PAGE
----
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Type
Review
Category
Capitalism in decline
Television

How the other half of Sydney lives

‘Is Coogee still the eastern suburbs?’ asks Victoria Rees, of a suburb just eight kilometres outside Sydney’s CBD. Is this real life, I am tempted to ask.

Though it’s broadcast on Foxtel, the tendency of Australians to enthusiastically pirate content guarantees that not everyone watching The Real Housewives of Sydney (RHOS) is a paying viewer. The reality show is a fever dream of consumption set in our most user-unfriendly city. It’s best enjoyed with wine or valium in hand to avoid thoughts of growing socioeconomic inequality and to maximise your enjoyment of bitter arguments.

Perhaps reflective of the demographic makeup of Sydney, the cast is a bit more diverse than your average show about rich Anglos, though the women are uniform in their position in the social hierarchy. These characters are on charity boards and they run their own businesses. They espouse vaguely liberal sentiments, too: no body shaming; women should be independent.

Reality entertainment is about as subject to fabrication as narratives that are entirely imagined. Everything we see has been selected and framed carefully, and this is often done to maximise the moneymaking potential of the show. We see the Housewives spruik jewels, medical-grade silicon and anti-ageing pillows; I am seized by the desire to get fillers. For your average viewer, it’s a fantasy akin to being admitted to Hogwarts as a mature-age student: wizards don’t repay HECS debt and neither do Real Housewives.

Crucially, the show is carefully apolitical. These women mostly raise money for cancer initiatives. It’s not that it would be helpful for the housewives to go full vigilante and fight evildoers one-on-one, but as members of the elite they could exercise their influence in the fight for Sydney’s soul if they chose to.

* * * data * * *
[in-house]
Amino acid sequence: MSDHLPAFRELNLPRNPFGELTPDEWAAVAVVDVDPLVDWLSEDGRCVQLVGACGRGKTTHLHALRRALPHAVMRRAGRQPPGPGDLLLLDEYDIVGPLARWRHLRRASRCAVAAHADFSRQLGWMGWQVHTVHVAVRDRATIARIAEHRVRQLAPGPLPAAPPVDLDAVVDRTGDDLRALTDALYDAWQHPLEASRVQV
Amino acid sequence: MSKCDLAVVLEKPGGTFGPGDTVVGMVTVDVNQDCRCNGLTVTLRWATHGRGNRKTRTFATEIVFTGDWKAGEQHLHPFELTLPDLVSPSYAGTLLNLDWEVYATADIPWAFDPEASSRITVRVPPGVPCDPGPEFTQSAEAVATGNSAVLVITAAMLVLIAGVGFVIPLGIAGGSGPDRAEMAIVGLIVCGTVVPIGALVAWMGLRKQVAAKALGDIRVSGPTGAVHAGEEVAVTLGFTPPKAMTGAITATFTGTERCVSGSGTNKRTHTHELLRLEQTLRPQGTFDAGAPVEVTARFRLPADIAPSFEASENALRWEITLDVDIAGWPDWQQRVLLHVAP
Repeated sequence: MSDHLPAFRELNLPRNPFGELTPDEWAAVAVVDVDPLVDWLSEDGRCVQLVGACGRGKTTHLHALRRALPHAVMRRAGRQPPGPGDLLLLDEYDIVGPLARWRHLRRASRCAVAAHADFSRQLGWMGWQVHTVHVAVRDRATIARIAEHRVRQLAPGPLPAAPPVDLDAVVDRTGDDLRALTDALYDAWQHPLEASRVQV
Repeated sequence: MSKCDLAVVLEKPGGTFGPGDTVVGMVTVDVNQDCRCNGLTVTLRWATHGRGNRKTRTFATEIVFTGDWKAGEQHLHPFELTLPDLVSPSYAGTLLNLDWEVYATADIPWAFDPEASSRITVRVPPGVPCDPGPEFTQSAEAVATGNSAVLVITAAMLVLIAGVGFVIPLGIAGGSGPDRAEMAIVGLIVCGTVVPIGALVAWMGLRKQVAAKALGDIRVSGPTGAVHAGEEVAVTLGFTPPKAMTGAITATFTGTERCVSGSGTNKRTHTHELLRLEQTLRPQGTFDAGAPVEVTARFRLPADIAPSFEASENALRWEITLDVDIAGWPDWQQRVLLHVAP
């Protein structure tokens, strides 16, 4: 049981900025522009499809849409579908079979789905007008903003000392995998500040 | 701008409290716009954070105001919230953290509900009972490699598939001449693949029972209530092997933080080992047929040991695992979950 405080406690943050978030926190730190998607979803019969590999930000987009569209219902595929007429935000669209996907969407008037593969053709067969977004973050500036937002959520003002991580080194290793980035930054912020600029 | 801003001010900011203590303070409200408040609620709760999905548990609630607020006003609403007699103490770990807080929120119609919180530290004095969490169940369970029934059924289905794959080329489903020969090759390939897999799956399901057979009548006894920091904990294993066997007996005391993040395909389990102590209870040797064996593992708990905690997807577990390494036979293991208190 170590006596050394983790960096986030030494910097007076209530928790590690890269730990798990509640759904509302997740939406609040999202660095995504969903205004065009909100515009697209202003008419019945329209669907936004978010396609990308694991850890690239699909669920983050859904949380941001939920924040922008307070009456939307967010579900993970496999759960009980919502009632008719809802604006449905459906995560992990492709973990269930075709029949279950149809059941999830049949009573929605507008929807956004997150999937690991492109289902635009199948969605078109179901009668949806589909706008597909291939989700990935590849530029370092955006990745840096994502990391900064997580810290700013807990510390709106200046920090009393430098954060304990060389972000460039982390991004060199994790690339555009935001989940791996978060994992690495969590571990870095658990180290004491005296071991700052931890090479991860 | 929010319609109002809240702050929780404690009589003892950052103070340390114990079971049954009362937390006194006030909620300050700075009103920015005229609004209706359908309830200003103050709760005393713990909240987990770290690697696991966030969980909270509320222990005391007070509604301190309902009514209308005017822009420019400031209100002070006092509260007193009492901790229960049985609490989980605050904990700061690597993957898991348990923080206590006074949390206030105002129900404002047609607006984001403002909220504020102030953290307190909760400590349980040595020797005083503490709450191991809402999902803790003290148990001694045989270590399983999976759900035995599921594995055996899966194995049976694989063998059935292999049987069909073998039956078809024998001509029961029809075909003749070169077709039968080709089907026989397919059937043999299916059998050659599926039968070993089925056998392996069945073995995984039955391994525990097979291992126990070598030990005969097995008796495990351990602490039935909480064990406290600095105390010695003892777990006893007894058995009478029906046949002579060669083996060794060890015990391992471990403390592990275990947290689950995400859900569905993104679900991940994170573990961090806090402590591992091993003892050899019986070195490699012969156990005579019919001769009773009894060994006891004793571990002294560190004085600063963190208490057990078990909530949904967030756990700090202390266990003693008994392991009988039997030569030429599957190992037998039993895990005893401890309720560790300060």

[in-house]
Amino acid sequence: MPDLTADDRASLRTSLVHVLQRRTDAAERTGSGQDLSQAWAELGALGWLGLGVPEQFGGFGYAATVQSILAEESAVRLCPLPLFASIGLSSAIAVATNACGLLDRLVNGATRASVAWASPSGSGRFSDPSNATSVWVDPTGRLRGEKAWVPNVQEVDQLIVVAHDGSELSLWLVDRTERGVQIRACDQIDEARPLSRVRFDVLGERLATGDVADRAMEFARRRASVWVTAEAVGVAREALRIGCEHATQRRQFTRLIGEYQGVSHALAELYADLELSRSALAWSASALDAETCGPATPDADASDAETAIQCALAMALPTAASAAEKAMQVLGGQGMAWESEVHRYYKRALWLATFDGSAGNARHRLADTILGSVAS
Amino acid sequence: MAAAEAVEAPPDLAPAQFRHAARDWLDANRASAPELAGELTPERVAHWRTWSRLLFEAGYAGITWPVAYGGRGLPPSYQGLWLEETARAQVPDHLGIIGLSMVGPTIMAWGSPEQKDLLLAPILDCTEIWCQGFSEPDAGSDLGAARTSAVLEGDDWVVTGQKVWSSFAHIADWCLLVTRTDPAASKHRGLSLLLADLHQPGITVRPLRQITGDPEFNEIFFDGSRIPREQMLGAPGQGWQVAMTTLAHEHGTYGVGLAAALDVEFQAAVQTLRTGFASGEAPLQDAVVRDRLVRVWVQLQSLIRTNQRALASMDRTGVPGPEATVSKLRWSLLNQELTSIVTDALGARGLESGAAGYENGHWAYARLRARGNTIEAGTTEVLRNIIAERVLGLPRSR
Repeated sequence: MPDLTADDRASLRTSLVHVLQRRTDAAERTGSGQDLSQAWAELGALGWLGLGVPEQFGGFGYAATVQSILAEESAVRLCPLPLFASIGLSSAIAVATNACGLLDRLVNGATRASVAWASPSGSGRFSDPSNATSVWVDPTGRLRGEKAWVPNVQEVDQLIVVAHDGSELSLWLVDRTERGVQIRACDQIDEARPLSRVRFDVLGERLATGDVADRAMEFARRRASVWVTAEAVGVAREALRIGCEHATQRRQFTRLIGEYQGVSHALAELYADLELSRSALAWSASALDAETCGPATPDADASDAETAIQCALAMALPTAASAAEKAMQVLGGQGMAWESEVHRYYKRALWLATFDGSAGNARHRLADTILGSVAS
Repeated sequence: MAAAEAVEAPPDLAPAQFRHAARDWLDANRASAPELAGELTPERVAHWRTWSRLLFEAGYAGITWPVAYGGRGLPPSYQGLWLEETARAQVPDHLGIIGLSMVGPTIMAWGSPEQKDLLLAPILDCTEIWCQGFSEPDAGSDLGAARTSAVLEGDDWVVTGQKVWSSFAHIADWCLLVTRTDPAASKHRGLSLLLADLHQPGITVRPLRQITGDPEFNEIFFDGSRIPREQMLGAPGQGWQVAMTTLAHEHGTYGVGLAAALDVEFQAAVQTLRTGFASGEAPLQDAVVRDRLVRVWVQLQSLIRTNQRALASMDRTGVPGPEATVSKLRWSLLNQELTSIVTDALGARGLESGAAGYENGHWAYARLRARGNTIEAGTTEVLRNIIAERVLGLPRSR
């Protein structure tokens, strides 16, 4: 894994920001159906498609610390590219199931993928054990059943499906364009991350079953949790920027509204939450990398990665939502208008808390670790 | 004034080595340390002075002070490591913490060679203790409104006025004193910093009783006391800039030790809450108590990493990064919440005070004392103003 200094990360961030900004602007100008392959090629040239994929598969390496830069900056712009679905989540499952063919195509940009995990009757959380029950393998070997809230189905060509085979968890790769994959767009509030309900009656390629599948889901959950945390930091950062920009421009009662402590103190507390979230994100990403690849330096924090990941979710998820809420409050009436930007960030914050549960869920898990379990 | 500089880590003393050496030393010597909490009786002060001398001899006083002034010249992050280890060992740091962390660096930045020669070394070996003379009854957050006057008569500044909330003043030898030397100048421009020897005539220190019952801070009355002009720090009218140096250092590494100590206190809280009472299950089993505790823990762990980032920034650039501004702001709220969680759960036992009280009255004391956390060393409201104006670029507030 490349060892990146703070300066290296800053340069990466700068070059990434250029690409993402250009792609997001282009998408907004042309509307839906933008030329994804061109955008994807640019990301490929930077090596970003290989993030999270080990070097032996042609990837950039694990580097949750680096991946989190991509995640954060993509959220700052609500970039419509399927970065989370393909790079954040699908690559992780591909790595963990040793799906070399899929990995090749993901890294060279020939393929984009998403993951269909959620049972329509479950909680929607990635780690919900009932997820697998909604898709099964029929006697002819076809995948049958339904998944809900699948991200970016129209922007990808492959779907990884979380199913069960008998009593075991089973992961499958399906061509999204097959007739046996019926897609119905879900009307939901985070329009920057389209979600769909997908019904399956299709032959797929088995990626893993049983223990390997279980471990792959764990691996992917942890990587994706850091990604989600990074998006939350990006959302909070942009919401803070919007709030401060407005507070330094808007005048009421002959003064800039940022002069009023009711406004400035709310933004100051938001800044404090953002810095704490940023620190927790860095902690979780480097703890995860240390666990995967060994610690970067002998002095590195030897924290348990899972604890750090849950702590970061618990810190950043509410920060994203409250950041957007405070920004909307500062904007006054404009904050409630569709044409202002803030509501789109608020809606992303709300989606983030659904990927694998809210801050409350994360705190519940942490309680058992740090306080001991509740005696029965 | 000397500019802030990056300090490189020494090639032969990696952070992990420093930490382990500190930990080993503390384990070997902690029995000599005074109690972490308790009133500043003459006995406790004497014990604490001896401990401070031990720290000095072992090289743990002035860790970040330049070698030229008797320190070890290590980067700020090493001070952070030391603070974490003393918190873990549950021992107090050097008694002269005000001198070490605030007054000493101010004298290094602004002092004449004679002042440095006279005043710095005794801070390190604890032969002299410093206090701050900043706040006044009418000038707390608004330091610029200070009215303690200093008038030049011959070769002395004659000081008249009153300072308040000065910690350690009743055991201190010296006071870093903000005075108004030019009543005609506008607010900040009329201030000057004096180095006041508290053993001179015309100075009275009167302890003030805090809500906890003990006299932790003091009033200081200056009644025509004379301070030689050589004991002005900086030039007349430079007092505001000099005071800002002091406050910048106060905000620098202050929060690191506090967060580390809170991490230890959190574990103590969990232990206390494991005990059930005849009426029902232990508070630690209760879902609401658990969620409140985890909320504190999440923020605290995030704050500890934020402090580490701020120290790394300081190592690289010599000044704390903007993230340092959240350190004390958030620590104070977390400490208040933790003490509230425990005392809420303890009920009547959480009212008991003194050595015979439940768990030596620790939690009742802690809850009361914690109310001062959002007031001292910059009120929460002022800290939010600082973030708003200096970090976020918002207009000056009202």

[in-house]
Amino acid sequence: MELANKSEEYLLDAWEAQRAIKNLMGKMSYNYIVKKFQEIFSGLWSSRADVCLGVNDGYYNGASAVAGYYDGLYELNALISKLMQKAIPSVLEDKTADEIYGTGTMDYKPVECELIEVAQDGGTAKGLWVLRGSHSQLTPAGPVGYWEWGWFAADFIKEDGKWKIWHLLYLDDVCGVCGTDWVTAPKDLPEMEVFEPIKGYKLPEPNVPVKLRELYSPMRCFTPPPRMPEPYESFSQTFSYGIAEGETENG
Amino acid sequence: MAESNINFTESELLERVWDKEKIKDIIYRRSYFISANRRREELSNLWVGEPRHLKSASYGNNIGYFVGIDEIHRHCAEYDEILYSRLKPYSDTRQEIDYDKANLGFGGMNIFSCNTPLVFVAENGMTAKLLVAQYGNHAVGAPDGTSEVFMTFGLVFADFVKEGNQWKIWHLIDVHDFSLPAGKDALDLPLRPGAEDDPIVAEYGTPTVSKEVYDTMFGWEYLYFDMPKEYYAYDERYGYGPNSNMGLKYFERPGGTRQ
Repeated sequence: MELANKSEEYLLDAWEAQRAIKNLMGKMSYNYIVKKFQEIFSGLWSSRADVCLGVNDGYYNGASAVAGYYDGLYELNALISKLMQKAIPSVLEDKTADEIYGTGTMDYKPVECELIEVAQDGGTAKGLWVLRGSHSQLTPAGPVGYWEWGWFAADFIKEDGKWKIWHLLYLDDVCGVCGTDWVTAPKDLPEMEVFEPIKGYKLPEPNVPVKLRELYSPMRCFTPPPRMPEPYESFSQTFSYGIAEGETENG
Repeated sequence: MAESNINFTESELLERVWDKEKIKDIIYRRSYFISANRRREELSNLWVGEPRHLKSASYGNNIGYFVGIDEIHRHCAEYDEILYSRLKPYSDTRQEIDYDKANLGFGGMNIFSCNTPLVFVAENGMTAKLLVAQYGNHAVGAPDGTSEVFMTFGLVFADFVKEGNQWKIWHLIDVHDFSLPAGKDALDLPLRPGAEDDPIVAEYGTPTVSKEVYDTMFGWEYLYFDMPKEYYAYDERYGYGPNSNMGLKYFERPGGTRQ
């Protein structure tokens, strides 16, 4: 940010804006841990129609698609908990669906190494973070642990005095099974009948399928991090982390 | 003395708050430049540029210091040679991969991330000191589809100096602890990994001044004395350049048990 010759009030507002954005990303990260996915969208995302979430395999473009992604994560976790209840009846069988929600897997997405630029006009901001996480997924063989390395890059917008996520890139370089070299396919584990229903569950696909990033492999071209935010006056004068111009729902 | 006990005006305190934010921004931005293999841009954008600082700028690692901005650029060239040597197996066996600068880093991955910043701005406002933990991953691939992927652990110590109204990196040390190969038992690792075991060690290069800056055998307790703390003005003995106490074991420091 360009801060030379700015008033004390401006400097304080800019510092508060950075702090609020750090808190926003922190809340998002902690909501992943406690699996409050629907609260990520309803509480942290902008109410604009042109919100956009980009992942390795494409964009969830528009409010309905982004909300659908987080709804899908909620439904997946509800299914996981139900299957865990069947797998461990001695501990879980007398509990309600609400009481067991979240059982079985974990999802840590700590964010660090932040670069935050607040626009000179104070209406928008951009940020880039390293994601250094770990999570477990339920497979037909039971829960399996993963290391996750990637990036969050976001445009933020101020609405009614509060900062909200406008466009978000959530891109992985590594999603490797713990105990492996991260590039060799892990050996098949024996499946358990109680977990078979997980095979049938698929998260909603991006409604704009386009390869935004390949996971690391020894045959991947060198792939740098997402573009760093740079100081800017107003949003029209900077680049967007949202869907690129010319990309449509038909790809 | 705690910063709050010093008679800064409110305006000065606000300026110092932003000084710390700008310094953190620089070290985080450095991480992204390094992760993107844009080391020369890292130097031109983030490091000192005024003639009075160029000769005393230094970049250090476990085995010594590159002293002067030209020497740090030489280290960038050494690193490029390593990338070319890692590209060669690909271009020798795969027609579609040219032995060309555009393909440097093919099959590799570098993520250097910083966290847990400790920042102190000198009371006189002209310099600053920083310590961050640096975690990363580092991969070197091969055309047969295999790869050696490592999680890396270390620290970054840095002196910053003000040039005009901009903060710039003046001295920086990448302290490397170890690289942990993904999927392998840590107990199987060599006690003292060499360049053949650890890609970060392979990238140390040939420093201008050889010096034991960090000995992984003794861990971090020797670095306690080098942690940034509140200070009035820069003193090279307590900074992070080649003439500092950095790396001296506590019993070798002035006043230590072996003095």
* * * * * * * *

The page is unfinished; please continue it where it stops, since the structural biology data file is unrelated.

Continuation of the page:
The show’s careful neutrality also works despite the occasional appearance of David Oldfield, a founding member of One Nation. In a fan page for both Sydney and Melbourne iterations of Real Housewives (clocking in at around 2500 members) comments in support of doomsday prepper Lisa Oldfield are not uncommon, and it occurs to me that while we may be watching the same program, we are getting completely different things out of it.

If female-focused entertainment exist on a spectrum, a show like Big Little Lies that depicts domestic violence with nuance sits at the opposite end to RHOS. At a stretch – and any fan of feminine-coded media trying to justify their enjoyment does a lot of stretching – I could insist that shows like Real Housewives draw their appeal from acting as a cipher. In the same way that horoscopes or Sex and the City provide archetypes to identify with, you can use Real Housewives to codify behaviour. Reality shows give us an opportunity to discuss our shared values in a more immediate, though maybe not more meaningful, way than prestige television. Ponder whether implying someone was chubby as a child is worthy of a shouting match. See the cast of The Handmaid’s Tale disavowing the feminist label in favour of telling ‘a human story’ at a recent panel. On some level both are responding to acceptable ways to be a woman.

Shows like Real Housewives don’t question the economic status of their subjects, and further enshrine wealth and its luxuries as aspirational. In one blow-up Victoria tells Athena to get a cleaner and go to work, and Athena implies that Victoria’s money comes from her two divorces. Nicole’s dress gets red wine thrown on it in the crossfire. Though the housewives are business operators, rather than homemakers, we get the impression that it wouldn’t really matter if they didn’t work. The focus is on wealth as the measure of a woman’s success.

Imagine for a moment that you are one of the nation’s third of unemployed youths, unable to afford rent in a capital city, let alone a multi-million dollar home in Double Bay. Does entertainment like this just pacify viewers while we’re priced out of the city, off the property ladder, and into precarious employment? Is it okay to love trash that’s the product of the same systems that are responsible for our broad economic anxiety?

I don’t know how we’ll explain to irradiated and aquatic future generations that while the time for action sailed past we watched the rich raise their Skinny Bitches. (That’s vodka, soda and lime.) They’ll have to take our word that it was very entertaining.

 

Image: ‘Sydney Harbour Bridge’ / Martin Snicer

Overland is a not-for-profit magazine with a proud history of supporting writers, and publishing ideas and voices often excluded from other places.

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Alex Gerrans lives in Melbourne. She writes about women, the body and illness. She is currently working on a thesis about Flannery O’Connor.

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Comments

  1. Shouldn’t ithat be vodka, water and lime – or is that too classy for a ‘skinny bitch’?

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